When God saved a sinner, he accomplished the feat through the gracious opening of the sinner’s eyes to the realities of sin and to the glories of Christ. Once aware of the truth of the gospel, men and women can do nothing but believe. It is the necessary response to the saving power of God. Just as a woman with a foreclosure notice on her front door will undoubtedly cash a check for a billion dollars, the enlighten soul willingly repents and believes when exposed to the saving grace of Jesus. In other words, people do not so much choose God as God chooses them. Calvin writes, “For no man makes himself a sheep but is made one by heavenly grace.” In other words, men and women repent and believe according to God’s grace, his irresistible grace. Calvin concludes, “To sum up: by free adoption God makes those whom he wills to be his sons; the intrinsic cause of this is himself, for he is content with his own secret good pleasure.”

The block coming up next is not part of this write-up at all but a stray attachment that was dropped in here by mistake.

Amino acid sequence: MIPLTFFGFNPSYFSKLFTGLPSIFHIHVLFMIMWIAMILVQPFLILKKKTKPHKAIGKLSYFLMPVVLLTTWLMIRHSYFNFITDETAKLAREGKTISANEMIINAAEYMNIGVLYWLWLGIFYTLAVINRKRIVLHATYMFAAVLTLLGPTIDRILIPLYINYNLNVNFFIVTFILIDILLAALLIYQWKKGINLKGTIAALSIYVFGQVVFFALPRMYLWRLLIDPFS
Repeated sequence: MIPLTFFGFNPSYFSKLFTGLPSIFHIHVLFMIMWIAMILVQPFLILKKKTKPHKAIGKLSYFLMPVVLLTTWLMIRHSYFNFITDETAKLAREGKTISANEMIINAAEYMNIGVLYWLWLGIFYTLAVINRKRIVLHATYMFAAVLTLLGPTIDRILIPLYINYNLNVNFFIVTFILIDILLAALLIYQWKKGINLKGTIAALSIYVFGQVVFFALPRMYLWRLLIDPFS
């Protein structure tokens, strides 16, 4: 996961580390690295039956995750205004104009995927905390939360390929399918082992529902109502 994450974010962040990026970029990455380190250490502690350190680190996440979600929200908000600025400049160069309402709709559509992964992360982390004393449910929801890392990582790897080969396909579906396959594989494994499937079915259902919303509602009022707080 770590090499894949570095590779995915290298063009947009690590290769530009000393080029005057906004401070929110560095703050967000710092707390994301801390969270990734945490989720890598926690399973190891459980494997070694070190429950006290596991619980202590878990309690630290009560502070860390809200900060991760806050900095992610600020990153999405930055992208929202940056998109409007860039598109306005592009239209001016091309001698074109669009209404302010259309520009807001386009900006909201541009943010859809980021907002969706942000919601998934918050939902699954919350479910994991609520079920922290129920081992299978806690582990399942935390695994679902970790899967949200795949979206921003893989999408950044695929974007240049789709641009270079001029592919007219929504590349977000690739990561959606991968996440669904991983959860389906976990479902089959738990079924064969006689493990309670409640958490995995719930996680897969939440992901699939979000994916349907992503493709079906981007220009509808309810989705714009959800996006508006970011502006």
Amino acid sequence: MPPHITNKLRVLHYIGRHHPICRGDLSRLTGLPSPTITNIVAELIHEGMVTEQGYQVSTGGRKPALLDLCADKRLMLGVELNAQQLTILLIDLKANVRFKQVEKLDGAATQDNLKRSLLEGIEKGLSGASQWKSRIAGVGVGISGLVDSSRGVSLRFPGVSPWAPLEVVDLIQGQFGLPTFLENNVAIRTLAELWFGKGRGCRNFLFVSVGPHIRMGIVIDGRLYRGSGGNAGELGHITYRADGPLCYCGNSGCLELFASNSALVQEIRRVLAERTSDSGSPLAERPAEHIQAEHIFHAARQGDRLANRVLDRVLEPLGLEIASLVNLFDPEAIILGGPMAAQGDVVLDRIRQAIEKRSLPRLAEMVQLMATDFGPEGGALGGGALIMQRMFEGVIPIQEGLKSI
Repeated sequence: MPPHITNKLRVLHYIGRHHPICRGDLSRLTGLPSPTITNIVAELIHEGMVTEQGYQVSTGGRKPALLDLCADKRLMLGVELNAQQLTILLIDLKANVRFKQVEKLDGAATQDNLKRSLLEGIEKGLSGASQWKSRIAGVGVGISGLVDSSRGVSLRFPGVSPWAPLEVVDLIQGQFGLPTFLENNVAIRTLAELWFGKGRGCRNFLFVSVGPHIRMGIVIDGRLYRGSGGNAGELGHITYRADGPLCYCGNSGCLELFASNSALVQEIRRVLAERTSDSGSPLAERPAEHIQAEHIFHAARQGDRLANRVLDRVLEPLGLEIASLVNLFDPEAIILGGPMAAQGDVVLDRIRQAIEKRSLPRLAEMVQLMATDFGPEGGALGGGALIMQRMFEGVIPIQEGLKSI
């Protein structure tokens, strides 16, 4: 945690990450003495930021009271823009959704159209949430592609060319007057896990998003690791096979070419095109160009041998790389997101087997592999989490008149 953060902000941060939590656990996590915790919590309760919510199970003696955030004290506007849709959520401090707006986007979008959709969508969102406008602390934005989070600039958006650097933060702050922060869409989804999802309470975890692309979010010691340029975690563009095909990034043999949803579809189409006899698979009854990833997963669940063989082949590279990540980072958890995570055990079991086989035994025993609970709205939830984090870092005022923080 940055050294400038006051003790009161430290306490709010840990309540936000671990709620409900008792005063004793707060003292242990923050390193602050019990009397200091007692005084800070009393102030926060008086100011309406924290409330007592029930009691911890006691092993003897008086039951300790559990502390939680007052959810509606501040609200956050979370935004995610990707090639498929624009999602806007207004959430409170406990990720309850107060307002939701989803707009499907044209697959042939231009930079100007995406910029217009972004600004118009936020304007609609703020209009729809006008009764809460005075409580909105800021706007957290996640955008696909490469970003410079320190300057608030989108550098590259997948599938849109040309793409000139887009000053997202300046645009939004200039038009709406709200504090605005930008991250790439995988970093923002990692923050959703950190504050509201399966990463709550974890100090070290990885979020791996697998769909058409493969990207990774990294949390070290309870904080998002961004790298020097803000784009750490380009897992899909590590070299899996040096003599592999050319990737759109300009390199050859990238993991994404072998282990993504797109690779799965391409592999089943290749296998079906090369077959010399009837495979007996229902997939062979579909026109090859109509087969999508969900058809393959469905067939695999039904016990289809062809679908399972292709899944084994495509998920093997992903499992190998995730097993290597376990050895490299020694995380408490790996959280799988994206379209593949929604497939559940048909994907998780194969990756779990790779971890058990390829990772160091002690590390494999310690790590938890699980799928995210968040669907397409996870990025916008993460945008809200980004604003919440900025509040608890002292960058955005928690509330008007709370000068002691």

This doctrine has left Calvin open to the charge of hyper-Calvinism or fatalism, a type of let go and let God mentality. Proponents of this thinking say that since God has already determined the future, they do not have to evangelize, love others, or do anything to advance the gospel. God is going to save whom he is going to save. Though some churches have taught hyper-Calvinism, Calvin did not teach this doctrine.
He believed God’s providential plans occurred through our willing hearts. In other words, God does all that he desires and so do we. When God ordains events, he does so in ways consistent with our wills. While God ordained that Joseph would be sold into slavery so that he could ultimately save his family, God did not make Joseph’s brothers go against their natural desires to toss Joseph into a pit. God worked through their evil wills to accomplish his divine plan which was good.